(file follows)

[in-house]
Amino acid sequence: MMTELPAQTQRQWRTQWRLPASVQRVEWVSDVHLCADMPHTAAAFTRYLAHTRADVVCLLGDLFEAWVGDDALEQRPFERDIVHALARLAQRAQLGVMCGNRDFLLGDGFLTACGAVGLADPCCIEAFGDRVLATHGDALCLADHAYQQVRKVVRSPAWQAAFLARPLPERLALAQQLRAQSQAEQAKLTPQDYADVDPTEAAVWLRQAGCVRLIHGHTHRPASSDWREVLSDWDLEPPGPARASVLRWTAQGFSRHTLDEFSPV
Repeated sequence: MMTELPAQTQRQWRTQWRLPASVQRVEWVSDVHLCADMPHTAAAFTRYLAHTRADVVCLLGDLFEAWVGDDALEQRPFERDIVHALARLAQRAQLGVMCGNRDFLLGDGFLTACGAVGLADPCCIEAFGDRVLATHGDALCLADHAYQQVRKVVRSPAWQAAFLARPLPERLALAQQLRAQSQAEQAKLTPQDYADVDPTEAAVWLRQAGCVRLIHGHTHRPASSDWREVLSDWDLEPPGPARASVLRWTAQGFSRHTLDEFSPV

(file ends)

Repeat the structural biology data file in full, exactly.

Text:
[in-house]
Amino acid sequence: MMTELPAQTQRQWRTQWRLPASVQRVEWVSDVHLCADMPHTAAAFTRYLAHTRADVVCLLGDLFEAWVGDDALEQRPFERDIVHALARLAQRAQLGVMCGNRDFLLGDGFLTACGAVGLADPCCIEAFGDRVLATHGDALCLADHAYQQVRKVVRSPAWQAAFLARPLPERLALAQQLRAQSQAEQAKLTPQDYADVDPTEAAVWLRQAGCVRLIHGHTHRPASSDWREVLSDWDLEPPGPARASVLRWTAQGFSRHTLDEFSPV
Repeated sequence: MMTELPAQTQRQWRTQWRLPASVQRVEWVSDVHLCADMPHTAAAFTRYLAHTRADVVCLLGDLFEAWVGDDALEQRPFERDIVHALARLAQRAQLGVMCGNRDFLLGDGFLTACGAVGLADPCCIEAFGDRVLATHGDALCLADHAYQQVRKVVRSPAWQAAFLARPLPERLALAQQLRAQSQAEQAKLTPQDYADVDPTEAAVWLRQAGCVRLIHGHTHRPASSDWREVLSDWDLEPPGPARASVLRWTAQGFSRHTLDEFSPV